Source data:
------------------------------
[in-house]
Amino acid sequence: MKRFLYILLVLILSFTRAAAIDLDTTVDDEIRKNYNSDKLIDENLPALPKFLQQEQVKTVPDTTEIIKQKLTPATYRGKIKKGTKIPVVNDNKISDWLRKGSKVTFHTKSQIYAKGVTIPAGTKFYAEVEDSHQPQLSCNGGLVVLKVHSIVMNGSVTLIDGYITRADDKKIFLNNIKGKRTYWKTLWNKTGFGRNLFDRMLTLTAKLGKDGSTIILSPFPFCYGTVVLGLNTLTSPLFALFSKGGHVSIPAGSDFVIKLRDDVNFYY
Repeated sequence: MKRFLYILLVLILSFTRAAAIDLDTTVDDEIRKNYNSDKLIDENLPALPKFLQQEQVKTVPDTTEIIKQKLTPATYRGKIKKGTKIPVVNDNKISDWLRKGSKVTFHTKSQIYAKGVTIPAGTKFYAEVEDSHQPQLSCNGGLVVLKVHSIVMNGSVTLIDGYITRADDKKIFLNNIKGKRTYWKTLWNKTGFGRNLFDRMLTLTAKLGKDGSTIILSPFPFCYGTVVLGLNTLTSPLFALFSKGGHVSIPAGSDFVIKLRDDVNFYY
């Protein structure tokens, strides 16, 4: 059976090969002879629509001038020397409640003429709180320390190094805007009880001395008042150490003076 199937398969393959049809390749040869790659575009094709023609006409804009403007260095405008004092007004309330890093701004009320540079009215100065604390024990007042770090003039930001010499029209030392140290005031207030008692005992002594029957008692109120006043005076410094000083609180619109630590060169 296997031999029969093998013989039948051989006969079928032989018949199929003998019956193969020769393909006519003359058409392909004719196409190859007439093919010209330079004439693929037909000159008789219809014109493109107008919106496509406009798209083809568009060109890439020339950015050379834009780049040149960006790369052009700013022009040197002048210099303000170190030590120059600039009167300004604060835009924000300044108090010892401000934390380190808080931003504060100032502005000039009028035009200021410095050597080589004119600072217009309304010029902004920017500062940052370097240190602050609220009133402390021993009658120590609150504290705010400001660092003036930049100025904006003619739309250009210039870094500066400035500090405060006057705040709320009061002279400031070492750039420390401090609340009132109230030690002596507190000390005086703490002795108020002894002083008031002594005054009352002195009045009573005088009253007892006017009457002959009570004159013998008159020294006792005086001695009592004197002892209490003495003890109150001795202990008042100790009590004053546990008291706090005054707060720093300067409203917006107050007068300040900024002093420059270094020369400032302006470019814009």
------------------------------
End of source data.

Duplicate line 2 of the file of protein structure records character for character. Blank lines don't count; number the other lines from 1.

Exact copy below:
Amino acid sequence: MKRFLYILLVLILSFTRAAAIDLDTTVDDEIRKNYNSDKLIDENLPALPKFLQQEQVKTVPDTTEIIKQKLTPATYRGKIKKGTKIPVVNDNKISDWLRKGSKVTFHTKSQIYAKGVTIPAGTKFYAEVEDSHQPQLSCNGGLVVLKVHSIVMNGSVTLIDGYITRADDKKIFLNNIKGKRTYWKTLWNKTGFGRNLFDRMLTLTAKLGKDGSTIILSPFPFCYGTVVLGLNTLTSPLFALFSKGGHVSIPAGSDFVIKLRDDVNFYY